“Shortening the return on investment by rising prices may make finished goods uncompetitive with similar goods produced manually. The high price of IR automation in the GFT [garment, footwear, travel goods] sector weighs heavily on investment decisions,” he said.
Nara said the new Law on Investment could help solve some of these issues, as it includes incentives for investing in vocational programs and training to upskill workers.
Is Cambodia Ready for a Jump in Tech?
Moderator Massimiliano Tropeano, a senior integrated GIZ advisor for the garment sector at Eurocham, asked the panel if the Kingdom’s garment sector was indeed ready for a leapfrog moment in tech, considering the sector’s current low tech adoption rate.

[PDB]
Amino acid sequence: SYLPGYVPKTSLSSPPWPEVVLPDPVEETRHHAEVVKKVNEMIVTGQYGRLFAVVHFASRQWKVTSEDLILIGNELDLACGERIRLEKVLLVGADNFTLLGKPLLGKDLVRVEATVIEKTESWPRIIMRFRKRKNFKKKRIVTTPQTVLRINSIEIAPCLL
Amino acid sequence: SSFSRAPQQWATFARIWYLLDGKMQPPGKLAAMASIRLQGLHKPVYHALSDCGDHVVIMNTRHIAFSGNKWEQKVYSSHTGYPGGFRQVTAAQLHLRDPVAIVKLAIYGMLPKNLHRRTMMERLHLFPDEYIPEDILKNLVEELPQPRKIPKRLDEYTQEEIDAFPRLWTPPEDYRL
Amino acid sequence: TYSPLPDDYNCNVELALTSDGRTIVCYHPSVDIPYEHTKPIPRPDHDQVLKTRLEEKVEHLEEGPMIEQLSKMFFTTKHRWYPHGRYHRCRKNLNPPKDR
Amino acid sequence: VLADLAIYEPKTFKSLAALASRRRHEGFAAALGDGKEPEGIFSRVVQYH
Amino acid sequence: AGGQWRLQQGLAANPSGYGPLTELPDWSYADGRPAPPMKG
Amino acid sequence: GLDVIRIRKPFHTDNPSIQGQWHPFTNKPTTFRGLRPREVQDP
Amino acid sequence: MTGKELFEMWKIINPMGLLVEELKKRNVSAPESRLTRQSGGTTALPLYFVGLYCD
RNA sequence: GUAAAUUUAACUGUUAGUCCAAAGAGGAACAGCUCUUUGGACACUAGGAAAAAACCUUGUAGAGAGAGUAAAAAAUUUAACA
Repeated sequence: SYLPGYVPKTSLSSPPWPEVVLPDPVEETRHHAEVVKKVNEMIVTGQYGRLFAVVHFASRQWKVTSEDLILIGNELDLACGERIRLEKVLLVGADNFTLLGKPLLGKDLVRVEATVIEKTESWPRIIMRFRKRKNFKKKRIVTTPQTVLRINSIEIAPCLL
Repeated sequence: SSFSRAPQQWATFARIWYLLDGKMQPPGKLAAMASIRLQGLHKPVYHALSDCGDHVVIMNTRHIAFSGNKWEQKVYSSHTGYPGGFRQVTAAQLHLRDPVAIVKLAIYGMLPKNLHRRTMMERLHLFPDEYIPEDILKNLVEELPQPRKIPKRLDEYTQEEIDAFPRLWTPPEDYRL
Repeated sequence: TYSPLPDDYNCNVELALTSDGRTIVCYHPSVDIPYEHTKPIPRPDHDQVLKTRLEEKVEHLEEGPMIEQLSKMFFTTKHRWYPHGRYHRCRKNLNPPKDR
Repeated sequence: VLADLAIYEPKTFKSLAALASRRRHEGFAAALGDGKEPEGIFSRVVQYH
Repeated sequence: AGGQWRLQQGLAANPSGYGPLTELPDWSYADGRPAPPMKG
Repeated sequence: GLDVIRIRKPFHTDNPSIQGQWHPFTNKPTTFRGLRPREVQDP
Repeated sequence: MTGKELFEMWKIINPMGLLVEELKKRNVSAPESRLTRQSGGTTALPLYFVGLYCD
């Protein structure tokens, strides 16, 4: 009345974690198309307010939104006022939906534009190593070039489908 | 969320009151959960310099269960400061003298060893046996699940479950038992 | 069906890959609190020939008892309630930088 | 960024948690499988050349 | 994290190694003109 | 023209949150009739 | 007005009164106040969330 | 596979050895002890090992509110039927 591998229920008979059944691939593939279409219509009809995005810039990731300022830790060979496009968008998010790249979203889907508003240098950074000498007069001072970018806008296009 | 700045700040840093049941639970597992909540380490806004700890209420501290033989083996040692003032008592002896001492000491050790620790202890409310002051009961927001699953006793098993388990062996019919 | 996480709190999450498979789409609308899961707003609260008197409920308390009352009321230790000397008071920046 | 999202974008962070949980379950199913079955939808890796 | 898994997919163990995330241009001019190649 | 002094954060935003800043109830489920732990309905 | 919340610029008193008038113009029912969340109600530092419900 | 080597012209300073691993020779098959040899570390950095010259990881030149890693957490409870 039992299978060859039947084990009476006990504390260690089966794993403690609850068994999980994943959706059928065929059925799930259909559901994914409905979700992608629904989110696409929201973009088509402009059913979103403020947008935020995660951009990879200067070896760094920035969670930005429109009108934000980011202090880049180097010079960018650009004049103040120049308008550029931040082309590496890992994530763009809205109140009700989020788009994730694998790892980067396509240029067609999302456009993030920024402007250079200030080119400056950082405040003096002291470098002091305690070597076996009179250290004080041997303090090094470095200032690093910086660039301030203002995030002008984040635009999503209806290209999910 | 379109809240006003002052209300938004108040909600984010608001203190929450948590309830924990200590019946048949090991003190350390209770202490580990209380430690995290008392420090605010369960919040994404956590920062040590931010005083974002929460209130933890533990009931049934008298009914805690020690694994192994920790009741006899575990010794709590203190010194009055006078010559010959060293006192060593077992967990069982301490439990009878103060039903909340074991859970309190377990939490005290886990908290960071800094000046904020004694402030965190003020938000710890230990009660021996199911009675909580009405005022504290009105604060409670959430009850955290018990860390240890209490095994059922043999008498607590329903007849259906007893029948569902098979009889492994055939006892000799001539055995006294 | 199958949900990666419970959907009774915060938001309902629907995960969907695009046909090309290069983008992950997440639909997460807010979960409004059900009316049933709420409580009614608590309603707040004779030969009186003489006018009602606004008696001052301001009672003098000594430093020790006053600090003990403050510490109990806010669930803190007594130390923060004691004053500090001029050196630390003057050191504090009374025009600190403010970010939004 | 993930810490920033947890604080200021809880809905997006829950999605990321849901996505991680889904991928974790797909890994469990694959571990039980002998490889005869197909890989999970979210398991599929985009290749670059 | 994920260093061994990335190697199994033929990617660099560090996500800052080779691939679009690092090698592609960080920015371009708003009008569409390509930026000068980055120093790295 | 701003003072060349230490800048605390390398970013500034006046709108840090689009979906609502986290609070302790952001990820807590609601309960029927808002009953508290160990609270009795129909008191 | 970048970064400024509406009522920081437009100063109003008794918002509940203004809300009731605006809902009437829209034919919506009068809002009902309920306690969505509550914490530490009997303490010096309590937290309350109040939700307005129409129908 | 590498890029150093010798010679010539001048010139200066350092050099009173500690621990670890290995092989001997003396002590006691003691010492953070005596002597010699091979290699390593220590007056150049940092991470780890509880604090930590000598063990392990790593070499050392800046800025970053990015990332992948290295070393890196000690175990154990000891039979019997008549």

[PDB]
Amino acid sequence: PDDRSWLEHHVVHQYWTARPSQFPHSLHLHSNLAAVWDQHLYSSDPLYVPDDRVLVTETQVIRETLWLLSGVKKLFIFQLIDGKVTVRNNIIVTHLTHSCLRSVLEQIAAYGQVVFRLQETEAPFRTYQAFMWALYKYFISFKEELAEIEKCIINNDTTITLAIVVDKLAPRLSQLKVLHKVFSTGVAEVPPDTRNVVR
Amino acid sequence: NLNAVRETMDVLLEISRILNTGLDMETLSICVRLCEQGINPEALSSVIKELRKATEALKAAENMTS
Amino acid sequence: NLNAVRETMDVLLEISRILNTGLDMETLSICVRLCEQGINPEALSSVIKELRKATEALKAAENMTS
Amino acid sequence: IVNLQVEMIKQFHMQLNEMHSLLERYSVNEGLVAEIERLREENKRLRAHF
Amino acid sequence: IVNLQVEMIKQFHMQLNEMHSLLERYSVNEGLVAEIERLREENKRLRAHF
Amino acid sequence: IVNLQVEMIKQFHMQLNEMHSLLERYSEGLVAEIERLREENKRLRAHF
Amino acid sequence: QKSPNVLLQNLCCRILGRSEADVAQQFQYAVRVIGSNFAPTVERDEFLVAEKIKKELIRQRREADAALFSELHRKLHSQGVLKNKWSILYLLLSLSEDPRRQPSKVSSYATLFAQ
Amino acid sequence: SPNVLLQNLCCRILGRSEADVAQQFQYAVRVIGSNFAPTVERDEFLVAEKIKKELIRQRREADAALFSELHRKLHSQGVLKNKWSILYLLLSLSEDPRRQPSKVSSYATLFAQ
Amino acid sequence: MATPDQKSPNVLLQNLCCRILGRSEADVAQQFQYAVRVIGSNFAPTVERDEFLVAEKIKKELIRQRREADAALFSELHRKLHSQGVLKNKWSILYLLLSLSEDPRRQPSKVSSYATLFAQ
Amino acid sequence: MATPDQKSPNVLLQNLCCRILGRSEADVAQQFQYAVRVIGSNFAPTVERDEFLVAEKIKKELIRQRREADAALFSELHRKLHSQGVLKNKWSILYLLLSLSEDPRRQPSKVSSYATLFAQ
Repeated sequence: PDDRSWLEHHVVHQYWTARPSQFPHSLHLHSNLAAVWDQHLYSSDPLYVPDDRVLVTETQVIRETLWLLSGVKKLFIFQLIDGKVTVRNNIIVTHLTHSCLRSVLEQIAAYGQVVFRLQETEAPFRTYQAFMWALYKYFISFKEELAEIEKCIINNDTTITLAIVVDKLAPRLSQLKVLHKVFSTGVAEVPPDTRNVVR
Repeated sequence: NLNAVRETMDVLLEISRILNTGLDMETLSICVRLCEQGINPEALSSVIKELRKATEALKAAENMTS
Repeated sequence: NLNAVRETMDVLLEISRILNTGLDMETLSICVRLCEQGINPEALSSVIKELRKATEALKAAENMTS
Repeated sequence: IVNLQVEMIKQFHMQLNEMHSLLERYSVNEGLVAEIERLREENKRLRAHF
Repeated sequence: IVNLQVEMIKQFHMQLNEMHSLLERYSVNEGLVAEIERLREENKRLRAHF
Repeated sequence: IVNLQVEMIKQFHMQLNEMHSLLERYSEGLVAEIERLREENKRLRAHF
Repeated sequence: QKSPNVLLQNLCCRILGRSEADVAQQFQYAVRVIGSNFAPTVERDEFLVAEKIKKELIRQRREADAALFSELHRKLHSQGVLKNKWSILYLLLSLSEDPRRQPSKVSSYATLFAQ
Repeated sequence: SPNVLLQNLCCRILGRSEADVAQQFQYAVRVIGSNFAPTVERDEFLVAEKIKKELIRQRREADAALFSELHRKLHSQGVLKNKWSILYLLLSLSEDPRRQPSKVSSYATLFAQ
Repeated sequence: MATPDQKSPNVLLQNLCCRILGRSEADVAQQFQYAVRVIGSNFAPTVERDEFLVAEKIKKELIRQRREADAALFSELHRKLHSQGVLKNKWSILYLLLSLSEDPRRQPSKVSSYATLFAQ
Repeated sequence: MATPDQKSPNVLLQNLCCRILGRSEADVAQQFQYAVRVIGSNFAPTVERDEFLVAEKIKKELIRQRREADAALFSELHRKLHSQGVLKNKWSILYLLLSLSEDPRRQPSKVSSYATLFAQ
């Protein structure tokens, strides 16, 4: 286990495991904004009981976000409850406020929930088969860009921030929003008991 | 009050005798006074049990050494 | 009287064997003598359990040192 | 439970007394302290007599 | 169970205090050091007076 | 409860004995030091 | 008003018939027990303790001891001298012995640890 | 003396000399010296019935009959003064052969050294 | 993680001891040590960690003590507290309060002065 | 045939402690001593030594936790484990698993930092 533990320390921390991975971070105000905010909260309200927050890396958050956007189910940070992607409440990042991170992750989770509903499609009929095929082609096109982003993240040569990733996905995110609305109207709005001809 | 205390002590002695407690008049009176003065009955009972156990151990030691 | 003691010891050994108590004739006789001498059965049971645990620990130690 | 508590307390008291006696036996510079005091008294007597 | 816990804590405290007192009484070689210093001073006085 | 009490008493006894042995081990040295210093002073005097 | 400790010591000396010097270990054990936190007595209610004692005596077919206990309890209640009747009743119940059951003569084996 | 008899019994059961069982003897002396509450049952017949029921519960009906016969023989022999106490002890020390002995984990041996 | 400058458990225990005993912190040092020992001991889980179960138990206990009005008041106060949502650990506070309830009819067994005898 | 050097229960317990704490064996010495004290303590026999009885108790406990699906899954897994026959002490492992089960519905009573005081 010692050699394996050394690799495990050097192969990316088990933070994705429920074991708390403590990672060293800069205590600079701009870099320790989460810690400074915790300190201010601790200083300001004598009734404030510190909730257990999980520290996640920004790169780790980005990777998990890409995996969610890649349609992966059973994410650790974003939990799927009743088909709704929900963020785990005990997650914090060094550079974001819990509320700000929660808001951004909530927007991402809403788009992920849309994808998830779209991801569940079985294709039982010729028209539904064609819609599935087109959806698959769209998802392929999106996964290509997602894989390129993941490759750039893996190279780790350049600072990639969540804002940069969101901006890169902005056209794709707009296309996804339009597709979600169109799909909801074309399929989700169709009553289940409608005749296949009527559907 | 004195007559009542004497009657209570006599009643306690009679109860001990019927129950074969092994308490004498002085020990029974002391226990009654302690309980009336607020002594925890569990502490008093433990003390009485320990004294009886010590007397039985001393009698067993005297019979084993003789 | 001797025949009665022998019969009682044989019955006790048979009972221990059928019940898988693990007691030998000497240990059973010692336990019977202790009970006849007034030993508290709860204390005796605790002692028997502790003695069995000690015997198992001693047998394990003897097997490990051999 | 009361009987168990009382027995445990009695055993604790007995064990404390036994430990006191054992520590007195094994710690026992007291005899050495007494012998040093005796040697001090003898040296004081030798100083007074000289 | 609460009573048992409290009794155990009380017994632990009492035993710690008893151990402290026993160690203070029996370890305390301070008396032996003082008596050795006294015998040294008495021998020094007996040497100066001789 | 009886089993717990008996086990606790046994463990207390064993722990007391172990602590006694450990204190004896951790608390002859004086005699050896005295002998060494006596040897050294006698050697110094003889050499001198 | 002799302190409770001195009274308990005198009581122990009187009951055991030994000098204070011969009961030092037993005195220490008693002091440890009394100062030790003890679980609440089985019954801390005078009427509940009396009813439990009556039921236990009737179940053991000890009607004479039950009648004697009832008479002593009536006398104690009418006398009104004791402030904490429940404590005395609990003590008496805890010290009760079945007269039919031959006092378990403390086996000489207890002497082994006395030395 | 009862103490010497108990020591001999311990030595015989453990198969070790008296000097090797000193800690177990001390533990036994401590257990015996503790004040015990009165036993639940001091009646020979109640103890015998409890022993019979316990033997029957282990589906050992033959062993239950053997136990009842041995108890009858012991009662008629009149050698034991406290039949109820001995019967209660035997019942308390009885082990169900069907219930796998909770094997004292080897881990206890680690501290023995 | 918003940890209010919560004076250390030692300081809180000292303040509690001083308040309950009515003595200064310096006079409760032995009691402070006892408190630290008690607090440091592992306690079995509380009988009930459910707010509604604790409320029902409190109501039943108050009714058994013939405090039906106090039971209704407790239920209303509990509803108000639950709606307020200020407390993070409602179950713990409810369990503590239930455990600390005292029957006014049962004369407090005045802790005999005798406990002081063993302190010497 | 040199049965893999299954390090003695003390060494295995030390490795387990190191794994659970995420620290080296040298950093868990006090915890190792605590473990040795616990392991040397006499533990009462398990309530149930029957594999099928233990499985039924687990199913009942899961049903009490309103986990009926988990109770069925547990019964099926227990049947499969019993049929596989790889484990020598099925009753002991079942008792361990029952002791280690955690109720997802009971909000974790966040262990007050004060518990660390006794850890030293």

Ken Loo, the secretary general of the Garment Manufacturers Association of Cambodia (GMAC), answered that investors will invest in new tech when it’s economically feasible, but that machines will not start replacing people in factories anytime soon.
Loo said the trends over the last three to five decades has been for companies to chase low labour costs when choosing suppliers, and that the real jump to new technology will only occur when it’s cheaper to invest in this tech than it is to pay workers to perform the same tasks.
He used the case of the auto-spreader machine as an example. Twenty years ago, he said the machines cost between $30,000 and $40,000. At that time, it was more cost-efficient to hire five workers to perform the same task.